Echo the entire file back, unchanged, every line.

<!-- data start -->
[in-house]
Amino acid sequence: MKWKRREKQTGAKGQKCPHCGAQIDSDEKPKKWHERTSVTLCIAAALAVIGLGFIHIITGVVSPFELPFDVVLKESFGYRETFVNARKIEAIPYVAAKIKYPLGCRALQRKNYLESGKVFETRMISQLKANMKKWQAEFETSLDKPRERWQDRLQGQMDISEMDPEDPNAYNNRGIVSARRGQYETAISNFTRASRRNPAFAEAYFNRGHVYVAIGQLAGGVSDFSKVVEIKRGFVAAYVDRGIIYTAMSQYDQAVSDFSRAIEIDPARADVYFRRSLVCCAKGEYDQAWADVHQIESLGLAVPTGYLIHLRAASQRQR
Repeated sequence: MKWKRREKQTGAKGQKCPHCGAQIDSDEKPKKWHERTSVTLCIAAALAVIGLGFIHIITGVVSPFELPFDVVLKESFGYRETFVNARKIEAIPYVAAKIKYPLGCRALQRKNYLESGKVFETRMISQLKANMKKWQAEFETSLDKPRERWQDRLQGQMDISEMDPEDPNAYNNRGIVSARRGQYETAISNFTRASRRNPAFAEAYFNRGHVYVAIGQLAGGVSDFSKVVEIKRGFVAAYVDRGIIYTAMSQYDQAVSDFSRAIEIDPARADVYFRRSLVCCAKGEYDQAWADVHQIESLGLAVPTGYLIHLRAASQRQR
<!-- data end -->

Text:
[in-house]
Amino acid sequence: MKWKRREKQTGAKGQKCPHCGAQIDSDEKPKKWHERTSVTLCIAAALAVIGLGFIHIITGVVSPFELPFDVVLKESFGYRETFVNARKIEAIPYVAAKIKYPLGCRALQRKNYLESGKVFETRMISQLKANMKKWQAEFETSLDKPRERWQDRLQGQMDISEMDPEDPNAYNNRGIVSARRGQYETAISNFTRASRRNPAFAEAYFNRGHVYVAIGQLAGGVSDFSKVVEIKRGFVAAYVDRGIIYTAMSQYDQAVSDFSRAIEIDPARADVYFRRSLVCCAKGEYDQAWADVHQIESLGLAVPTGYLIHLRAASQRQR
Repeated sequence: MKWKRREKQTGAKGQKCPHCGAQIDSDEKPKKWHERTSVTLCIAAALAVIGLGFIHIITGVVSPFELPFDVVLKESFGYRETFVNARKIEAIPYVAAKIKYPLGCRALQRKNYLESGKVFETRMISQLKANMKKWQAEFETSLDKPRERWQDRLQGQMDISEMDPEDPNAYNNRGIVSARRGQYETAISNFTRASRRNPAFAEAYFNRGHVYVAIGQLAGGVSDFSKVVEIKRGFVAAYVDRGIIYTAMSQYDQAVSDFSRAIEIDPARADVYFRRSLVCCAKGEYDQAWADVHQIESLGLAVPTGYLIHLRAASQRQR